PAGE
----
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Colonizing or thriving in areas that have been disturbed, as by fire or cultivation.
A species, especially a plant, that colonizes or thrives in disturbed areas.

[New Latin rūderālis, from Latin rūdus, rūder-, rubbish.]


(Botany) a plant that grows on waste ground
(Botany) growing in waste places
[C19: from New Latin rūderālis, from Latin rūdus rubble]


(ˈru dər əl)
1. (of a plant) growing in waste places, along roadsides, or in rubbish.
2. a ruderal plant.
[1855–60; < New Latin rūderālis < Latin rūder- (s. of rūdus broken stone, rubble]
References in periodicals archive ?
This shift to the domesticated form of quinoa suggests that across a wide geographical area, from at least Titicaca to the Cuzco region, formal field systems were being constructed and that weeding was one of a number of major new agricultural strategies, hence removing Ambrosia and other ruderals.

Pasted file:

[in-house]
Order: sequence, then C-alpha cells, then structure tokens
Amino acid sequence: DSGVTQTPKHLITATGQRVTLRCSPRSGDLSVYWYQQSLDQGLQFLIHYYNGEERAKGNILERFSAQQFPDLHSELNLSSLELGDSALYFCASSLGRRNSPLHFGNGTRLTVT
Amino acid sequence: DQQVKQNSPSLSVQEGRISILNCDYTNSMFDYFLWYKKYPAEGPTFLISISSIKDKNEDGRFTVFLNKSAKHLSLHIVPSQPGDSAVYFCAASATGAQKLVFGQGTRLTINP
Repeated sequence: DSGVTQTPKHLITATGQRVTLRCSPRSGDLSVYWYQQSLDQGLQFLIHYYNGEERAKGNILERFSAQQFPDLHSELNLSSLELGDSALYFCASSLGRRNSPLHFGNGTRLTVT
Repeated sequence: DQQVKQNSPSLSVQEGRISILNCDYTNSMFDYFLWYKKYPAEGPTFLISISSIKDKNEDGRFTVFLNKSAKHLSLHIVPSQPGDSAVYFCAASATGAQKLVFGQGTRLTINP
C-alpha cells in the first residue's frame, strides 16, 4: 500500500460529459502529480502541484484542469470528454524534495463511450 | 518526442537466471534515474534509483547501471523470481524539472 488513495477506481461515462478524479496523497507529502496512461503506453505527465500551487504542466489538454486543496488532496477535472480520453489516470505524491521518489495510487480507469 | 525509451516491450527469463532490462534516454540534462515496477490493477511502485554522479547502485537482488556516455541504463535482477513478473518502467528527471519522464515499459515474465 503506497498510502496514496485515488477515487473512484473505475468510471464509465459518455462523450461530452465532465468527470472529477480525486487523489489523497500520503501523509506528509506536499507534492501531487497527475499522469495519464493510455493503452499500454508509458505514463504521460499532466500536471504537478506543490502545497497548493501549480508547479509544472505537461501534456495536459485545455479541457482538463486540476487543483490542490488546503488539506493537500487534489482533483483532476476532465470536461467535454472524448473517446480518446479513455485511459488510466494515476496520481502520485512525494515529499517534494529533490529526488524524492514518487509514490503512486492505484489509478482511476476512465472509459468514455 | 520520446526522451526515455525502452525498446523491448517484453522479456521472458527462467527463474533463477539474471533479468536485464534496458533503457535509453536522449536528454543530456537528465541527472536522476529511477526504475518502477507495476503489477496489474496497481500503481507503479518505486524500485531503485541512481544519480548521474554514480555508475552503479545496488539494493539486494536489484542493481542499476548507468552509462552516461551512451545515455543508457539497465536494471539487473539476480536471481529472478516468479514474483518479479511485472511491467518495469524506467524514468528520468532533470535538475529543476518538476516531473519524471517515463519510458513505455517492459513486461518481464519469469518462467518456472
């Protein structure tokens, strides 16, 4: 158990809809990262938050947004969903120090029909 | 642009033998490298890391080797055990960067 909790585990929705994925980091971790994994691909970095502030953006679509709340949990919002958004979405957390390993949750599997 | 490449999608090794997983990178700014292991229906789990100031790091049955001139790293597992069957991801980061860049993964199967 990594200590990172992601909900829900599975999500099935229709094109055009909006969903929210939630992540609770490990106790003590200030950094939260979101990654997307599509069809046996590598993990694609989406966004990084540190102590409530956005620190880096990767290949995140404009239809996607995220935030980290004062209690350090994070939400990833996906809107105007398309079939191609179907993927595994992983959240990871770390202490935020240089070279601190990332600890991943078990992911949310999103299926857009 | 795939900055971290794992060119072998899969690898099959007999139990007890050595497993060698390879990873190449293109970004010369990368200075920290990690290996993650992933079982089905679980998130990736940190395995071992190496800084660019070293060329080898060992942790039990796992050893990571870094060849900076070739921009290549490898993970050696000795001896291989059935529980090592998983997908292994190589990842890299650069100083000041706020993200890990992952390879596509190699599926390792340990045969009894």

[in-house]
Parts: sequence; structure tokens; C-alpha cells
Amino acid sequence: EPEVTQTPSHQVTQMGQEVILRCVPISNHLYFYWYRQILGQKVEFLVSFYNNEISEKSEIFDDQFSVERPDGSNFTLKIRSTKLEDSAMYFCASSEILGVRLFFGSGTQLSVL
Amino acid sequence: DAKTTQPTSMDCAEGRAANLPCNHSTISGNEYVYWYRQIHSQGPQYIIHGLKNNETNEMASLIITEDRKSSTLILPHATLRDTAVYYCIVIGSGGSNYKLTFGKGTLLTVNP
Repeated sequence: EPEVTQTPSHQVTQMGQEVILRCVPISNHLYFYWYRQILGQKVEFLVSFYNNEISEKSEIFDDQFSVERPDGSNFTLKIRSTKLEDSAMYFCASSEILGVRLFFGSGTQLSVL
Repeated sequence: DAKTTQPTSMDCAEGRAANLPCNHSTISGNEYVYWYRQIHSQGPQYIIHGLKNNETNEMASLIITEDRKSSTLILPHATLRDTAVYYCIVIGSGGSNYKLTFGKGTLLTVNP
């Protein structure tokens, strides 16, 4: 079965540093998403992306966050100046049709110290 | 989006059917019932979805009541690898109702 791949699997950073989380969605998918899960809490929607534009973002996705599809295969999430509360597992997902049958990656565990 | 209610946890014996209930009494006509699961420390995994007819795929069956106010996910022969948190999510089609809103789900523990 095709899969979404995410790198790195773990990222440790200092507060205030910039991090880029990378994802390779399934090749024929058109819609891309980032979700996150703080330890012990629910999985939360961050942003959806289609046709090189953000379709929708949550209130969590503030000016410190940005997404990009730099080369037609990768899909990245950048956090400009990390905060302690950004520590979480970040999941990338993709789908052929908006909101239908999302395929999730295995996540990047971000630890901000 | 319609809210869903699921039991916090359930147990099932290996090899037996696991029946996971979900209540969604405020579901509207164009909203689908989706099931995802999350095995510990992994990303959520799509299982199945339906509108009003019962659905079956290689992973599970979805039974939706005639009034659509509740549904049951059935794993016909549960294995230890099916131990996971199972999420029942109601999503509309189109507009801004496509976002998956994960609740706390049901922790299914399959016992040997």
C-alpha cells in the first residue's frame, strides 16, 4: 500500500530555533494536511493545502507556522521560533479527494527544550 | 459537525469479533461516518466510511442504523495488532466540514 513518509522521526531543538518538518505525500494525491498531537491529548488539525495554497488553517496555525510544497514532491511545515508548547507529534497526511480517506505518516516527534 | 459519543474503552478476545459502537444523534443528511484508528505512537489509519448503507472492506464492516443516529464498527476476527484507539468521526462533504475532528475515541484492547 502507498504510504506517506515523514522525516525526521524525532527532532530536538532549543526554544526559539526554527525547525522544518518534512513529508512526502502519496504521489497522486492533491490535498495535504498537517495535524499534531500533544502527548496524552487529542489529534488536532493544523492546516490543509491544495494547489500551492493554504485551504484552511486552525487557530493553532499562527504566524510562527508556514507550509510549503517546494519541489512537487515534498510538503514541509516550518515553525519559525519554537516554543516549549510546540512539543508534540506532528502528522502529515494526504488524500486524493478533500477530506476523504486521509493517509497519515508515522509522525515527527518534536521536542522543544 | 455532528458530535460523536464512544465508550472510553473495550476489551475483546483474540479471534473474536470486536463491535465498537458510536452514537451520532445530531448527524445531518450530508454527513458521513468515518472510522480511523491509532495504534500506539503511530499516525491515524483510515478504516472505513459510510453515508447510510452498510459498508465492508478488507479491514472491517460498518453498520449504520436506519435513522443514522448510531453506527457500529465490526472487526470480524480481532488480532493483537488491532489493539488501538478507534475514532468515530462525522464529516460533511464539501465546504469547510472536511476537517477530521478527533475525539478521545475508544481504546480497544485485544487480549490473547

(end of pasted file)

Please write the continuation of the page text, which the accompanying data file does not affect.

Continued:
pallidicaule (canihua), as well as numerous ruderal varieties.
As regards plant strategy types, generalists (CSR-strategy), stress-tolerant species, and ruderals were dominant in the herbaceous vegetation (Table 2).
The first axis separates native dominant and late seral species plots, at the positive end of the axis, from introduced ruderal species plots at the negative end of the axis and native ruderals at just above zero (Fig.
But the intermediate group, stress-tolerant ruderals (S-R), is represented by Acer campestre, Malus sylvestris, Pyrus communis, Prunus padus, and Prunus avium.
The pollen evidence also has additional clear signs of human activities, such as Artemisia, Chenopodiaceae (goosefoot family), ruderals, Plantago types (plantains), and Juniperus (juniper), suggesting creation of pastures, forest grazing, and onset of the formation of an agrarian landscape at Keava in the Early Pre-Roman Iron Age (Fig.
Among the weeds and ruderal plants several field weeds were observed: corn cockle (Agrostemma githago), Centaurea cyanus, wild turnip (Brassica campestris), foxtail (Setaria sp.